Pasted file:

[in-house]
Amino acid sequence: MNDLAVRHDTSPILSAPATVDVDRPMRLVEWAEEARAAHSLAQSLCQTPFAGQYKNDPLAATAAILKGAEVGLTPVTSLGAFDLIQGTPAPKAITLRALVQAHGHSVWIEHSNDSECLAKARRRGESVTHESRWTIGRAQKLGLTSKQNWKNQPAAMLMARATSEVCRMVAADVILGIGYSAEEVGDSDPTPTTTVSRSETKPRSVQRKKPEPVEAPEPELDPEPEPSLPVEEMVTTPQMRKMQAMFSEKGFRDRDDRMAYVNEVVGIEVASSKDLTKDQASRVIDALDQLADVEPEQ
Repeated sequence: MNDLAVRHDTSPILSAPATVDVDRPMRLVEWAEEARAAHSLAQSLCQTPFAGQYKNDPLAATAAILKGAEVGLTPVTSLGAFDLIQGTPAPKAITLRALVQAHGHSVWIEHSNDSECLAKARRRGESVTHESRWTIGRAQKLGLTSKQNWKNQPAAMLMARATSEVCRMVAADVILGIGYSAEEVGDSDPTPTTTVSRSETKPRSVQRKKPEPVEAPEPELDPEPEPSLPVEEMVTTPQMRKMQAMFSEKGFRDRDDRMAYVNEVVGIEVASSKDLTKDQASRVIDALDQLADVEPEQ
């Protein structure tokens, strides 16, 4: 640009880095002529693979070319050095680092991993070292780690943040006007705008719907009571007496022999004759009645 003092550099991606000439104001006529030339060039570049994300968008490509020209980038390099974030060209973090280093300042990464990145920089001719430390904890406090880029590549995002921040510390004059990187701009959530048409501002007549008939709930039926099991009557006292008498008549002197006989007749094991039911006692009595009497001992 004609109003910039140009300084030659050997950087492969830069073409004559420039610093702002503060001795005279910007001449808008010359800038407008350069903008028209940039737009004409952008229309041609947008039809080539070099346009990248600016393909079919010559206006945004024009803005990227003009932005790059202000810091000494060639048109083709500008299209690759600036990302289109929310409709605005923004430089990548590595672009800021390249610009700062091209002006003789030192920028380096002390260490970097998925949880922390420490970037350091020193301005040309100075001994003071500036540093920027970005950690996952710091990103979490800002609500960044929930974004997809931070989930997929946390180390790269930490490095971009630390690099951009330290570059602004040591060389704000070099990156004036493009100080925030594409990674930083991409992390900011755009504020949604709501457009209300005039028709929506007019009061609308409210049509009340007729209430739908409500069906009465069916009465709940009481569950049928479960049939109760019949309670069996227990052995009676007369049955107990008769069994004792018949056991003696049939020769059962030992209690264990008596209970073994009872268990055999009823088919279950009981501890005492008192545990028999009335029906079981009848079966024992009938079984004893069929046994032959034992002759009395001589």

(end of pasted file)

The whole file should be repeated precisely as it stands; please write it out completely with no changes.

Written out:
[in-house]
Amino acid sequence: MNDLAVRHDTSPILSAPATVDVDRPMRLVEWAEEARAAHSLAQSLCQTPFAGQYKNDPLAATAAILKGAEVGLTPVTSLGAFDLIQGTPAPKAITLRALVQAHGHSVWIEHSNDSECLAKARRRGESVTHESRWTIGRAQKLGLTSKQNWKNQPAAMLMARATSEVCRMVAADVILGIGYSAEEVGDSDPTPTTTVSRSETKPRSVQRKKPEPVEAPEPELDPEPEPSLPVEEMVTTPQMRKMQAMFSEKGFRDRDDRMAYVNEVVGIEVASSKDLTKDQASRVIDALDQLADVEPEQ
Repeated sequence: MNDLAVRHDTSPILSAPATVDVDRPMRLVEWAEEARAAHSLAQSLCQTPFAGQYKNDPLAATAAILKGAEVGLTPVTSLGAFDLIQGTPAPKAITLRALVQAHGHSVWIEHSNDSECLAKARRRGESVTHESRWTIGRAQKLGLTSKQNWKNQPAAMLMARATSEVCRMVAADVILGIGYSAEEVGDSDPTPTTTVSRSETKPRSVQRKKPEPVEAPEPELDPEPEPSLPVEEMVTTPQMRKMQAMFSEKGFRDRDDRMAYVNEVVGIEVASSKDLTKDQASRVIDALDQLADVEPEQ
């Protein structure tokens, strides 16, 4: 640009880095002529693979070319050095680092991993070292780690943040006007705008719907009571007496022999004759009645 003092550099991606000439104001006529030339060039570049994300968008490509020209980038390099974030060209973090280093300042990464990145920089001719430390904890406090880029590549995002921040510390004059990187701009959530048409501002007549008939709930039926099991009557006292008498008549002197006989007749094991039911006692009595009497001992 004609109003910039140009300084030659050997950087492969830069073409004559420039610093702002503060001795005279910007001449808008010359800038407008350069903008028209940039737009004409952008229309041609947008039809080539070099346009990248600016393909079919010559206006945004024009803005990227003009932005790059202000810091000494060639048109083709500008299209690759600036990302289109929310409709605005923004430089990548590595672009800021390249610009700062091209002006003789030192920028380096002390260490970097998925949880922390420490970037350091020193301005040309100075001994003071500036540093920027970005950690996952710091990103979490800002609500960044929930974004997809931070989930997929946390180390790269930490490095971009630390690099951009330290570059602004040591060389704000070099990156004036493009100080925030594409990674930083991409992390900011755009504020949604709501457009209300005039028709929506007019009061609308409210049509009340007729209430739908409500069906009465069916009465709940009481569950049928479960049939109760019949309670069996227990052995009676007369049955107990008769069994004792018949056991003696049939020769059962030992209690264990008596209970073994009872268990055999009823088919279950009981501890005492008192545990028999009335029906079981009848079966024992009938079984004893069929046994032959034992002759009395001589």